Under Armour HOVR Rise 4 review: design
The overall design of the HOVR Rise 4 has stayed roughly intact with this new model. The most noticeable change is that the plastic strap no longer runs down to the HOVR foam sole. Otherwise, outwardly, these look much the same as the HOVR Rise 3.
The large, circular laces are held in place by ringlets in the shoe's upper body and looped into the plastic strap up at the top. The cushioned tongue is soft and never pressed into my foot or caused discomfort.
Although they look almost like flat-soled shoes, the HOVR foam sole stretches beyond the base of the shoe up the body and out to the side with an 0.3 in/8mm offset between the toe and heel. Interestingly, this puts them in line with many of the best running shoes for men.
This is the main strength of these shoes, though, offering cushioning without extra weight and helping propel you forwards while running. It's not a trait often found on cross training shoes, though, as these usually have flat or near-flat soles.
Flatter soles are ideal if you're going to do a lot of weight lifting, as they help the weight fall into your heel, but thanks to the durable rubber grip on the outer sole, the HOVR Rise 4 are well suited for quick movements, like those you'd find in a HIIT workout.
Under Armour HOVR Rise 4 review: fit, feel, and comfort
They might have a lot of notable features, but that doesn't always translate into real-world practicality. Fortunately, the Under Armour HOVR Rise 4 managed to (mostly) live up to expectations; they were comfortable, supportive, and handled a variety of workouts.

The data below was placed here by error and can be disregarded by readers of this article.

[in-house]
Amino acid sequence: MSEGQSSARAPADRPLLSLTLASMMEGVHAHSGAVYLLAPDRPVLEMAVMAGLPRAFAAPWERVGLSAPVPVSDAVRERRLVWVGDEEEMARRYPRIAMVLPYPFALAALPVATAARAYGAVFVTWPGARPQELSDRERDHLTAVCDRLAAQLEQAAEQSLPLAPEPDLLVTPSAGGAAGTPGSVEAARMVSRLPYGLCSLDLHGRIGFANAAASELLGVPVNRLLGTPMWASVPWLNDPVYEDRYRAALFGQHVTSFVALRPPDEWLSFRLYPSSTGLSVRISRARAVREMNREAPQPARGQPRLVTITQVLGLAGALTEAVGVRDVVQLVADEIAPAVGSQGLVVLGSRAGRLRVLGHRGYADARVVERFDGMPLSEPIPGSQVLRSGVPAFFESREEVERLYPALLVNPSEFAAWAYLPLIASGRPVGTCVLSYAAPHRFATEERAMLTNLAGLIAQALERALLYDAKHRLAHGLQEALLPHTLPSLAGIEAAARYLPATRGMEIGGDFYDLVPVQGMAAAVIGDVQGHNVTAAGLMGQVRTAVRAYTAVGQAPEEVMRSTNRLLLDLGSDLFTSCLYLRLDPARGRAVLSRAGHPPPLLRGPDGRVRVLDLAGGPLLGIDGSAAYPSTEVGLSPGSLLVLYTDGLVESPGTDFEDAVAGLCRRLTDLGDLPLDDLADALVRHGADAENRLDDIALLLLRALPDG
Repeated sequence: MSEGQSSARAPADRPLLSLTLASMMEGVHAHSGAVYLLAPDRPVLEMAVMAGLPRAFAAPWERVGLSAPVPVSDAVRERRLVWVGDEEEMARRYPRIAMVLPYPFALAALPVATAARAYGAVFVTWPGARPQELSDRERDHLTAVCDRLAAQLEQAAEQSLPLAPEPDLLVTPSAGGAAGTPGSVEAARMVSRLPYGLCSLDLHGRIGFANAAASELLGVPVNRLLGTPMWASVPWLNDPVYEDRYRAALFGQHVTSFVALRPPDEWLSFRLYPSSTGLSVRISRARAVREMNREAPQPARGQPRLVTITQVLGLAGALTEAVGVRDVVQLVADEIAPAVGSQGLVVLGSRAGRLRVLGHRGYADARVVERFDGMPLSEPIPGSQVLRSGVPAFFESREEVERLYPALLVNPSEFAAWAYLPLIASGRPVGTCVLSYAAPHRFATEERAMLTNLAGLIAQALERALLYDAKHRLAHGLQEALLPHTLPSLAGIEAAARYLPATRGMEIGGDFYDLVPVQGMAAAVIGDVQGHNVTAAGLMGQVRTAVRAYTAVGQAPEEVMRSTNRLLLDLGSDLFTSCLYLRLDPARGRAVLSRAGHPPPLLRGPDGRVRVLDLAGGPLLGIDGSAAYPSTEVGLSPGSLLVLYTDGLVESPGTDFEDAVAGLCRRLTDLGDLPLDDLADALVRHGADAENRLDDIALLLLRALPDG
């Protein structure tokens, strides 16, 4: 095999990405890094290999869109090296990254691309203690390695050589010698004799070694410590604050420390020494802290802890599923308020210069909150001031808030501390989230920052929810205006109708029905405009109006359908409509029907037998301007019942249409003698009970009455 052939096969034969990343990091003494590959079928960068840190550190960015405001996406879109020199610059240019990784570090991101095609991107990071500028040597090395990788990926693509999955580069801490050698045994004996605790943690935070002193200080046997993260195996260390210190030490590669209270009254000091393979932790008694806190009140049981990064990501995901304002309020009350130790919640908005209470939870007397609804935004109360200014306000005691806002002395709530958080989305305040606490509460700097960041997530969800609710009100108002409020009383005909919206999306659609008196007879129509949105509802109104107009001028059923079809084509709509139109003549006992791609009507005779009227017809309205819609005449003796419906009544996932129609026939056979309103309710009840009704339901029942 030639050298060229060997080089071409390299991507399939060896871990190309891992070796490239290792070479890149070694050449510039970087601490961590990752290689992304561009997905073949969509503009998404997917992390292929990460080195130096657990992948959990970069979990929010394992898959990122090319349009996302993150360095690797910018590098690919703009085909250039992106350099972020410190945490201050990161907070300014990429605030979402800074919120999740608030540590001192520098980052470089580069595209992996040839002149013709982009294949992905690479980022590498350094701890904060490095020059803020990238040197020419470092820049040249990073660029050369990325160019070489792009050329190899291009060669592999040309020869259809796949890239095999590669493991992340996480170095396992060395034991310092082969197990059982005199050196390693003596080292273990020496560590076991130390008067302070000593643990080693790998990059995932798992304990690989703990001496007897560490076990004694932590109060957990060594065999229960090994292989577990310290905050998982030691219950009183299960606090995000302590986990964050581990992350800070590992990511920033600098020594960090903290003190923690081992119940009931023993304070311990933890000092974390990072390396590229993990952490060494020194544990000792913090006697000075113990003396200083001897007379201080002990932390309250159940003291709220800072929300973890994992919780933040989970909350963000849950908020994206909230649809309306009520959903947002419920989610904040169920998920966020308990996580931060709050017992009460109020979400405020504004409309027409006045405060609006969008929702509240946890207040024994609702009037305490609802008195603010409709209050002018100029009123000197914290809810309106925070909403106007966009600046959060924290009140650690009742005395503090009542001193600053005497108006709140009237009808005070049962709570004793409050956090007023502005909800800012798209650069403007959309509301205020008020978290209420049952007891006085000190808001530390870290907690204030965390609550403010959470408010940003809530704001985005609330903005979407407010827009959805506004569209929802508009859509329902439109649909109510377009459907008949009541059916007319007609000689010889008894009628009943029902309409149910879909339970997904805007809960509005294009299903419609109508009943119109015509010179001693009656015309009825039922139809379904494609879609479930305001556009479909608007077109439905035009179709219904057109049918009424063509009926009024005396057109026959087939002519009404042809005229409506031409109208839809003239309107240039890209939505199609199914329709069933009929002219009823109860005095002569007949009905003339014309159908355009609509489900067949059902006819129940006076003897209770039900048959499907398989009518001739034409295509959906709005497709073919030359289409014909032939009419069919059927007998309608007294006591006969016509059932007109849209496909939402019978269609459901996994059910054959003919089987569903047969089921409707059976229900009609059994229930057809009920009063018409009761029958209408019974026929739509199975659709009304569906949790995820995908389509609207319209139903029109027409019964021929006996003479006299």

Firstly, they felt good to wear. This doesn't automatically mean that they are supportive during exercise, but it's incredibly disappointing when you lace up a set of shoes only to find that the mouth of the shoe is too hard or that the toe area is too narrow.
Thankfully, we didn't have those problems here as the HOVR Rise 4 felt light to wear and never restrictive. They tightened in the right places, leaving breathing room while comfortably securing crucial areas like around your ankle and midsole.
There's only a single fit style available so if you have narrow or wide feet, these might not fit as well. However, I did find that there was some space around the toe end, which might help. I normally wear regular fit, but suspect these might be a bit loose for narrower feet.
The rubber sole gave enough grip to help you stabilize, but not so much that you get accidentally stuck against the ground. I tried them out on a range of floor types, and they didn't cause that high-pitched squeak when gliding across the ground.
Under Armour HOVR Rise 4 review: support
I tried the shoes while out walking, doing short cardio bursts, high-intensity workouts, and weight lifting. That said, I don't claim to be a heavy runner, so although I found them comfortable, you'd still be best with a dedicated set of running shoes if you run regularly.
The HOVR foam did seem to offer some energy recovery, so the impact didn't immediately dissipate into the ground. So, the movements felt lighter than in many cross training shoes. This is arguably the biggest strength of these shoes.
The soft cushioning combined with the TriBase sole means that the HOVR Rise 4 are more multi-purpose than most cross training shoes. But this hasn't come at the expense of a practical, functional experience in other workouts.
If you do occasional weight lifting, or generally don't reach for the highest loads, I didn't feel that the slightly raised sole impacted where I could keep the weight during squats or presses and there weren't noticeable differences compared other training shoes like the New Balance Minimus TR.